By now you’ll be aware of Cardinal George Pell having been caught lying misrepresenting the truth about his knowledge of sex abuse within the priesthood. Regular visitors to this blog will also recall the sex abuse scandal in WA involving the leadership of the Catholic Charismatic Bethel Covenant Community, and of the Church’s endeavours (as with the Terence Goodall case) to wash its hands of the affair, though the incidents have hitherto not received much national media attention. You’ll remember that Barry Hickey, the Archbishop of Perth who is aligned politically with Pell and has in the past engaged in identical antidemocratic ad baculums against Catholic parliamentarians, told the West Australian newspaper in May that the Church had received no complaints about sexual misconduct at Bethel before 2007, a claim denied by ex-Bethel members.
The Archbishop was lying. The West Australian has secured a copy of a report, outlining complaints about sexual misconduct perpetrated by leaders of the Bethel Community, that was handed to the Archbishop in August 2000. Read the rest of this entry »
Comments : 2 Comments »
Tags: catholic, homophobia, mutaween, religious police, sydney, world youth day, world youth day investigation squad
Categories : Democracy, GLBTI, Human rights, Magical Thinking, Politics, proto-fascism, Religion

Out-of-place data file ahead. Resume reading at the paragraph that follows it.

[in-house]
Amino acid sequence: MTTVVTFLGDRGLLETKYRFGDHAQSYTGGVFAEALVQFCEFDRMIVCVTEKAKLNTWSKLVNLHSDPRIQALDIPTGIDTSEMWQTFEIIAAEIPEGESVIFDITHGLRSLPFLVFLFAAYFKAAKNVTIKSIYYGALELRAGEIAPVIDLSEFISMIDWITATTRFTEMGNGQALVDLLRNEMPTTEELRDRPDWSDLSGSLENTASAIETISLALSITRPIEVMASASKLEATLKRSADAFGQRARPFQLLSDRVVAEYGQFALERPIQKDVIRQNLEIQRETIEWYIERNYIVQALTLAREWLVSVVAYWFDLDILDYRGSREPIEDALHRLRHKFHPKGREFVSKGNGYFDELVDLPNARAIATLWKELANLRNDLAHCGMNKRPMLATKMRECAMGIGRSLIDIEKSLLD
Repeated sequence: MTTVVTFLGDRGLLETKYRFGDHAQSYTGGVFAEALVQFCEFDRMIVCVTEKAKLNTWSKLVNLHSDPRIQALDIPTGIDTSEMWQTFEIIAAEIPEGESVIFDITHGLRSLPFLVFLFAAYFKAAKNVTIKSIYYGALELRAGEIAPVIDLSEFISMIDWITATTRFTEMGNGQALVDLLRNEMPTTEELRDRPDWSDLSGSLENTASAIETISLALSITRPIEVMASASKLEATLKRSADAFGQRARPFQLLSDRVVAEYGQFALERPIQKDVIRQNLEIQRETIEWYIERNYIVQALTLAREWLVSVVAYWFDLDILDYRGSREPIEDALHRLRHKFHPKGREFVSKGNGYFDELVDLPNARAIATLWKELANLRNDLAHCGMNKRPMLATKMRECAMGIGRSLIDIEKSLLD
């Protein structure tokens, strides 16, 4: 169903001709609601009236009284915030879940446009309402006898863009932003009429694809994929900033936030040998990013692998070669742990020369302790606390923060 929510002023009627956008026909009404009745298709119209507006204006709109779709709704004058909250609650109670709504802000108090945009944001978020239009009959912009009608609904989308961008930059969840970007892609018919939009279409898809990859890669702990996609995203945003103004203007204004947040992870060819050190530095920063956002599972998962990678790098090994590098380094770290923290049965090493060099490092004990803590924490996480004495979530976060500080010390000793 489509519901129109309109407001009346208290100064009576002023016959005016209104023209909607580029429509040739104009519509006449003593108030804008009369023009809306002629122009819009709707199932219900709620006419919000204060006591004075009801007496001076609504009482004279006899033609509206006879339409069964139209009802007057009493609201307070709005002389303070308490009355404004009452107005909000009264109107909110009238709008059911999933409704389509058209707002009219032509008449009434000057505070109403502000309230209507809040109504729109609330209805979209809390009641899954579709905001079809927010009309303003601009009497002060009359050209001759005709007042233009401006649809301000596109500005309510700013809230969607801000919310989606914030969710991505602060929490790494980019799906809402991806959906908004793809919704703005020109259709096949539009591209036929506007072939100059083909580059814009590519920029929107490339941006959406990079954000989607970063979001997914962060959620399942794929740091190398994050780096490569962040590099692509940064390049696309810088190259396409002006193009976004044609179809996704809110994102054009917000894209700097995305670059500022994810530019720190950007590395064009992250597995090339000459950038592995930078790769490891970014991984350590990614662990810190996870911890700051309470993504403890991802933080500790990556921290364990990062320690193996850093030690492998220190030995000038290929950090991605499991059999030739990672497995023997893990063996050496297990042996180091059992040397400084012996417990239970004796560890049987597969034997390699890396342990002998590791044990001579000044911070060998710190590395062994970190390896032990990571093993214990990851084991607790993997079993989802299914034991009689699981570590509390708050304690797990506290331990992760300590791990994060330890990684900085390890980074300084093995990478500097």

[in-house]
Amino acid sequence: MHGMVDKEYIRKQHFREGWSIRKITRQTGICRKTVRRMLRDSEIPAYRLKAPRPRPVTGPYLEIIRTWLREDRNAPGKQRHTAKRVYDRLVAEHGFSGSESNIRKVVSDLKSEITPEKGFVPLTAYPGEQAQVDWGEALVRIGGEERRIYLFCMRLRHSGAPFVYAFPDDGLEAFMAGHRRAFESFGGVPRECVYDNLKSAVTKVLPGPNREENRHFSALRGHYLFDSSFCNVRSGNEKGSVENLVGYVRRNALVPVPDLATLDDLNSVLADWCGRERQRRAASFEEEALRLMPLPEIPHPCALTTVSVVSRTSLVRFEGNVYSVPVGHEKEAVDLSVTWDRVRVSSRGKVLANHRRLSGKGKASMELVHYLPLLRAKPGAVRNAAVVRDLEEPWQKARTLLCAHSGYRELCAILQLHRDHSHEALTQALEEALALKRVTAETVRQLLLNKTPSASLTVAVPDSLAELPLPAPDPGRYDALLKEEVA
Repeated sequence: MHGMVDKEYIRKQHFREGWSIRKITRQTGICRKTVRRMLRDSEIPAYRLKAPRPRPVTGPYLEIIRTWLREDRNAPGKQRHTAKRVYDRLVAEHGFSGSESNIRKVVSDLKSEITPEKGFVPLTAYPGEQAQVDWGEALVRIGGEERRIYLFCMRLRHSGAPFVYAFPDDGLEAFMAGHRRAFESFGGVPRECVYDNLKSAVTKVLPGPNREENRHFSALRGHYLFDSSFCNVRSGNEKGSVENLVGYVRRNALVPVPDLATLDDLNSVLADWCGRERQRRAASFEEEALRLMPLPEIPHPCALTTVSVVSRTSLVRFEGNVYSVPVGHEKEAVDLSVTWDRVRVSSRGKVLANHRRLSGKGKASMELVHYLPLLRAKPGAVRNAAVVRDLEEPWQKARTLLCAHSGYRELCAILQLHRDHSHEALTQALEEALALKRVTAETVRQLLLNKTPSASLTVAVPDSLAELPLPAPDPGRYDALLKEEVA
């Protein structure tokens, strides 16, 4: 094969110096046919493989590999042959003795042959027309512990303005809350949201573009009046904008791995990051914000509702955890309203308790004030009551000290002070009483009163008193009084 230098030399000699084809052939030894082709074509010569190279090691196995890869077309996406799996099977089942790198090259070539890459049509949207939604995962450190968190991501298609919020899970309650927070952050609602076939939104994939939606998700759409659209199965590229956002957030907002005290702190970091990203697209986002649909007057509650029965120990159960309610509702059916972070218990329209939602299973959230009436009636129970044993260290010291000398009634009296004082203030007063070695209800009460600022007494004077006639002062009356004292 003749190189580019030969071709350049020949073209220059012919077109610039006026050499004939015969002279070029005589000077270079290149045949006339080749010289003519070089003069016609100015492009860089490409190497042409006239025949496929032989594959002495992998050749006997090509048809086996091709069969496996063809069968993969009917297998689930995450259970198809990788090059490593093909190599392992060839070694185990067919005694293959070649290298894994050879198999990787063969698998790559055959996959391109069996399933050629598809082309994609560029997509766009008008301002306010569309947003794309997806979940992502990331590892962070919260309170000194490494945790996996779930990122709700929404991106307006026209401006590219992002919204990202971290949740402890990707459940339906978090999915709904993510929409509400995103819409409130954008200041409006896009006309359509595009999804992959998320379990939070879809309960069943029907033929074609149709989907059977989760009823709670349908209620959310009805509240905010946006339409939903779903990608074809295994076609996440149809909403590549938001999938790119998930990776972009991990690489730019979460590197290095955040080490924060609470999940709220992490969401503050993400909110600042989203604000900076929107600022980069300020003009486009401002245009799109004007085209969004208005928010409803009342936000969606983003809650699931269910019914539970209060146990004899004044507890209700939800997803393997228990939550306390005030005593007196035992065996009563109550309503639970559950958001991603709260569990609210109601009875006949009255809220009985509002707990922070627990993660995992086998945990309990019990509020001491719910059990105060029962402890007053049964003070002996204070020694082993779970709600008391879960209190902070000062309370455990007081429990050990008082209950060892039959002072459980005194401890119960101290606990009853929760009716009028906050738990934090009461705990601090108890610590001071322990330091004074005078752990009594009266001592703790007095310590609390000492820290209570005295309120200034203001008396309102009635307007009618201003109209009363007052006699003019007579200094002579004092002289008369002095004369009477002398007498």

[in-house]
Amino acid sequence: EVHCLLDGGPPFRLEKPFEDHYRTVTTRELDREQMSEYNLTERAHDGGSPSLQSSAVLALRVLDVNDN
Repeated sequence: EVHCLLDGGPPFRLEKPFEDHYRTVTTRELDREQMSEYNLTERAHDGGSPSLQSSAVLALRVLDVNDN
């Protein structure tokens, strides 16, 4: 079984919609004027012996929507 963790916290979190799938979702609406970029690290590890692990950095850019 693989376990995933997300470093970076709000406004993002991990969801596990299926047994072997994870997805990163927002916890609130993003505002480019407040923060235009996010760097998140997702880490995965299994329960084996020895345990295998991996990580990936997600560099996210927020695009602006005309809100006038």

What the NSW Government is doing to liberal democracy in the name of the Father and of the Son, and of the Holy Spirit.
Mutaween is a generic term for religious police in Islamic countries. They’re the guys (and of course they tend to be guys) who go around arresting, beating, flogging and even killing ordinary citizens who flout religious laws. In countries like Saudi Arabia and Afghanistan, women tend to find themselves the victims of the sadistic dogma-enforcers (see this Amnesty report from 2000), who on one occasion prevented schoolgirls from leaving a blazing building “because they were not wearing correct Islamic dress.” (15 of the schoolgirls subsequently died, having been beaten back into the blaze by the police.) We in the modern, enlightened West like to pride ourselves on our difference from sickeningly backward societies like the theocracies of the Islamic world. We value religious freedom, and are not so cognitively immature that we require the repressive apparatus of the state to artificially prop up religious faith and deliver us from reality. Certainly nothing could be more alien to the liberal democratic values we cherish than the idea of religious police, right?
Wrong. As you are doubtless already aware, the NSW Government has deemed it necessary to outsource the Sydney constabulary (as well as emergency services) as rent-a-cops for the Spanish Inquisition, and they have already proceeded to heavy potential critics: Read the rest of this entry »
Comments : 6 Comments »
Tags: catholic, new south wales, pharyngula, scientology, t-shirts, WYD